rhewt - 4-Aug-15 @ 4:41 PM
@privatemc - The regulations state:
"Employers can say when employees take rest breaks during work time as long as:
The break is taken in one go somewhere in the middle of the day (not at the beginning or end)
Workers are allowed to spend it away from their desk or workstation (ie away from where they actually work)
It doesn’t count as a rest break if an employer says an employee should go back to work before their break is finished.
You should try and negotiate with your employer about going outside...get a letter from your doctor if necessary. You should not have to continue serving customers while on your break.
SafeWorkers - 14-Jan-15 @ 9:57 AM
Starting next week I will be lone working 6 days a week for at least 3 months. I know I am entitled by law to 20 minutes break but by my contract states 60 minutes unpaid break to be taken in 3 smaller breaks (2x15minutes and 1x30 minutes). Being epilieptic I have to go outside to get fresh air etc but my employer insists on me not leaving the premises and serving the customer during my break and then returning to my break (which sometimes means you can't get hot meal at lunchtime or any time during the day). Where do I stand with this?
privatemc - 11-Jan-15 @ 8:39 PM
@ Candy - you've not stated the hours you work or the nature of your role, so we can't really advise you on this. Why not ask your employer what their policy is?
SafeWorkers - 25-Jul-14 @ 11:43 AM
I work for Lambeth children centre I work in a stay and play with parents and children under five , it is free access and I am in a park. Also have got a disability. I am allowed work on my own.
Candy - 25-Jul-14 @ 10:29 AM
I'm a woman workingin a petrol station on a busy dual carriage way for seven or eight hour shifts with no breaks?
highnoon - 2-Jul-14 @ 9:58 AM
Lobes. Why not try calling the police everytime the 'shoplifter' is in action?
pickles - 24-Jun-14 @ 11:51 AM
I currently work in a service station with me and a member of staff of another unit ,we have a shoplifter who tries to sleep here am is not scared of anythin will do anythin for food and we have 2 arcades open what can I do to get my company to put security inplace x
lobes - 23-Jun-14 @ 3:04 AM
What are the rules about breaks when working alone?
Rover2000 - 11-Aug-13 @ 9:35 PM
I work for a local authority, due to the cut backs, the Security Staff have now stopped attending alarm activations in buildings owned by the authority in pairs, this duty has now been passed to the service I work in I have now been told that I will be attending these alarms by myself and I have been in contact with my union but it has taken over a month to get any answer of them. I afraid that something could happen to me while attending these premises and end up of work which i can not afford.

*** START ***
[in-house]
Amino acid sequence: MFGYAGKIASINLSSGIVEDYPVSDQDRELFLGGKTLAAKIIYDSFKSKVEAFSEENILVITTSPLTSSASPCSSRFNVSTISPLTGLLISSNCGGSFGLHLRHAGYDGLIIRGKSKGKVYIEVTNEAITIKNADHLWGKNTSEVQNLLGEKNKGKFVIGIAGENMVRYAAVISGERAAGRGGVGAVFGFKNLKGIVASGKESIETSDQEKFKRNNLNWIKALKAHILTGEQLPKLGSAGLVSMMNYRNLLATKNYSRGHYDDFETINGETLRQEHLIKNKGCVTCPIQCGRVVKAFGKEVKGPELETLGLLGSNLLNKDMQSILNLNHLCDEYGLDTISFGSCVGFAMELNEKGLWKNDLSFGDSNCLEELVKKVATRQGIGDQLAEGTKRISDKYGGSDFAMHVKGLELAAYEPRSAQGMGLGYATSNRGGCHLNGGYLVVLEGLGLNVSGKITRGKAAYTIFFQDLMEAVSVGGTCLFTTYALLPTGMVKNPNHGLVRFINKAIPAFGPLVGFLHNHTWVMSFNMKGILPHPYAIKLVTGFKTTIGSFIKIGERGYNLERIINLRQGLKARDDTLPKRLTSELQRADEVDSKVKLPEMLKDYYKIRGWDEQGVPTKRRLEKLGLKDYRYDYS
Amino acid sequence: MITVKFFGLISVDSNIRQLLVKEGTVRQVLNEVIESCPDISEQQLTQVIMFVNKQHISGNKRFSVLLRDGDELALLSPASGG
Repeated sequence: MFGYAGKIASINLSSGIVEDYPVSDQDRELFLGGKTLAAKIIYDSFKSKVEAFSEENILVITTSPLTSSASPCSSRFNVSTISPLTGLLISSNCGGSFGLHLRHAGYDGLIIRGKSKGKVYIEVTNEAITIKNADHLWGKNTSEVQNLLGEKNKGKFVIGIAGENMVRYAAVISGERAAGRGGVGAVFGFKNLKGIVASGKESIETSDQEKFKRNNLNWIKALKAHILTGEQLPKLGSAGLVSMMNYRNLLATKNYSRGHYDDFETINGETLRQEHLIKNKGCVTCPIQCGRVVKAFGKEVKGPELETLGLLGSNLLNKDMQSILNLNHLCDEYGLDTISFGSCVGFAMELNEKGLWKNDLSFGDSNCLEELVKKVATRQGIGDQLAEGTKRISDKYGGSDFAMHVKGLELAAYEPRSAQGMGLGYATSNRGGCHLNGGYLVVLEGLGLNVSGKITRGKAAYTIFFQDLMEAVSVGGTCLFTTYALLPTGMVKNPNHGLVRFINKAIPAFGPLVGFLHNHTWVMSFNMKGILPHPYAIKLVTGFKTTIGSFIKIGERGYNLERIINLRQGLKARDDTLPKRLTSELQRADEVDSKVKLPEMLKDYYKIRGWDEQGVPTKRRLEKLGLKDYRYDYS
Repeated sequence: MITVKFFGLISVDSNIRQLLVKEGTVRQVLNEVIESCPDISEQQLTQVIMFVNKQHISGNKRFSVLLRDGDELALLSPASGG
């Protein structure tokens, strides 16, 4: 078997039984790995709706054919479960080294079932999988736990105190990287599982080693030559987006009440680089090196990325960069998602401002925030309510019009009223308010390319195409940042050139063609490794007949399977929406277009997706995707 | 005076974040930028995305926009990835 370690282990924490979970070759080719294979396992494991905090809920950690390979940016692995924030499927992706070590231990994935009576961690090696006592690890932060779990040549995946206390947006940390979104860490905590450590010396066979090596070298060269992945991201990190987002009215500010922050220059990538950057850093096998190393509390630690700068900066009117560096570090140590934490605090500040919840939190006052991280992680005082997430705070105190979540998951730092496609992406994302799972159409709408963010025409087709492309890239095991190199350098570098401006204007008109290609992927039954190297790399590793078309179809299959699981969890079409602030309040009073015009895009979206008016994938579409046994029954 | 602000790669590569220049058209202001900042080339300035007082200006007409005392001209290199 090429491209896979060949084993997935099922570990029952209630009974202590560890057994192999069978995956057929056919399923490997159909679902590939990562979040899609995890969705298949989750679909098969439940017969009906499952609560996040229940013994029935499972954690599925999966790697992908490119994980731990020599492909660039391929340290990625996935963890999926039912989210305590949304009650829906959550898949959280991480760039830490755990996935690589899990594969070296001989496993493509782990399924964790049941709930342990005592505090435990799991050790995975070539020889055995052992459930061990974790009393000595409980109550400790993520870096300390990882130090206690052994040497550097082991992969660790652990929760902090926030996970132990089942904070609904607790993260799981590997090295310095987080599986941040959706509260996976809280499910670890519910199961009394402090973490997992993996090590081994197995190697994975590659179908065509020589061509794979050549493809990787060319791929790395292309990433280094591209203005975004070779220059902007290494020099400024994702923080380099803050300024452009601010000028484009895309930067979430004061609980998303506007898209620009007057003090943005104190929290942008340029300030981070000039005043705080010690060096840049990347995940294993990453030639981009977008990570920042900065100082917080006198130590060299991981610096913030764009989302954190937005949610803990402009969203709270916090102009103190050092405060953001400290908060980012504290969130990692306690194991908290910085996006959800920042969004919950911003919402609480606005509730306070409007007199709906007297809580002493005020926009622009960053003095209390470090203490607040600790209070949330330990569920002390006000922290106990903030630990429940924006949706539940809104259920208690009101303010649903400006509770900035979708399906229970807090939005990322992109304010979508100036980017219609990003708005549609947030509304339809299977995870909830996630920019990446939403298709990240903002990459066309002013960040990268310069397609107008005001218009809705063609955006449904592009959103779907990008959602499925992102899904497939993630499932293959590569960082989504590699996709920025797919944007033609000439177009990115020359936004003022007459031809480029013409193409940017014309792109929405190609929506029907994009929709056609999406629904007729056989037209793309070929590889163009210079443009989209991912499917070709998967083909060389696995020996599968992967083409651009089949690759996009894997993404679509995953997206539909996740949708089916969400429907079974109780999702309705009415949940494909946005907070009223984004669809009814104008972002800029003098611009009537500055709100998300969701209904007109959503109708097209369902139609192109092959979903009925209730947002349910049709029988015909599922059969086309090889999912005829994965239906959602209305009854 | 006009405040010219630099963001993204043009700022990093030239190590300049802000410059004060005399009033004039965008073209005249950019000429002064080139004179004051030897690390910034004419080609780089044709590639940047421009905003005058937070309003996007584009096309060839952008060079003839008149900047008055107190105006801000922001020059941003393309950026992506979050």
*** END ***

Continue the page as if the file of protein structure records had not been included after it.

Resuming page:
sheppie - 11-Apr-13 @ 3:10 PM
i work in a petrol station completely alone till late at night with no break yet my breaks are still deducted from my wages what are my rights who helps if i have an accident how do i get to the toilet in peace what if i fall
ang - 8-Apr-13 @ 11:37 PM
I work in a school.I work in a building with 3 floors im a housekeeper.I also have labyrinthitis, Should I be working in this building on my own?I was told it's against the law to work in a building on your own and health and safety. It's very hot in this building and I work really hard that i do start to feel dizzy.My ears have been sore the past few weeks as well. You don't get a signal on your mobile and there is no land line. Whats my rights
cat2 - 20-Aug-12 @ 9:16 PM
I work in a large retirement home/nursing home.I work night shfit (11-7 am). Recently, I was informed by management that night shift will be cut from 2 staff/1 RPN & 1 PSW/ to just 1 RPN for over 140 residents.We have 2 buildings with 3 floors occupied by the residents. My question is:Is this legal?Also we at work are concerned with Fire Codes. Residents are not aware, staff have been warned not to talk about this issue. Owners have other homes that operate with only one RPN on duty durning the night shift. Please advise.Thank you.
GAP - 31-Jul-12 @ 3:01 AM
What is the law regarding security when working with money in your offices? What is the minimum security measures that should be in place? We have a security door with a keypad, but other people outside our offices also have been given the security code, and can enter our offices whenever they please with no consideration to the money in these offices, and they have nothing really to do in our offices. Is this allowed?
Babs - 25-Jun-12 @ 9:58 AM
What exactly is the law regarding working with money in your offices - what are the minimum security measures that should be taken regarding other employees not in your department entering said offices? We have a security door, but other people outside our offices/department also have the security code and can enter as and when they please, with no consideration to the money which is in our offices.
Babs - 25-Jun-12 @ 9:51 AM
What is the advice for a lone worker who has been diagnosed with cardiac arythmas
Issy - 11-Oct-11 @ 2:26 PM
I work in an amusement arcade for 9 hours a day as a lone worker. Due to the amount of money kept on the premises and the nature of the business, there is always potential for me to be in danger. Generally speaking I recvieve one phone call a day although this does not always occur. The only way I have of contacting any body is the pay phone on the premises. Are my employers breaking any laws and what rights do I have?
Sal - 30-Sep-11 @ 11:10 PM
There are no absolute restrictions on working alone according to the HSE. You should ask if a risk assessment has been done and then make a judgement as to whether you feel safe. Another reader asked a similar question - here's our answer: Should be be allowed to work alone?
SafeWorkers - 23-May-11 @ 11:30 AM
Is it legal to work an eight hour shift on nights alone working on a switchboard?
sindygirl48 - 20-May-11 @ 5:55 PM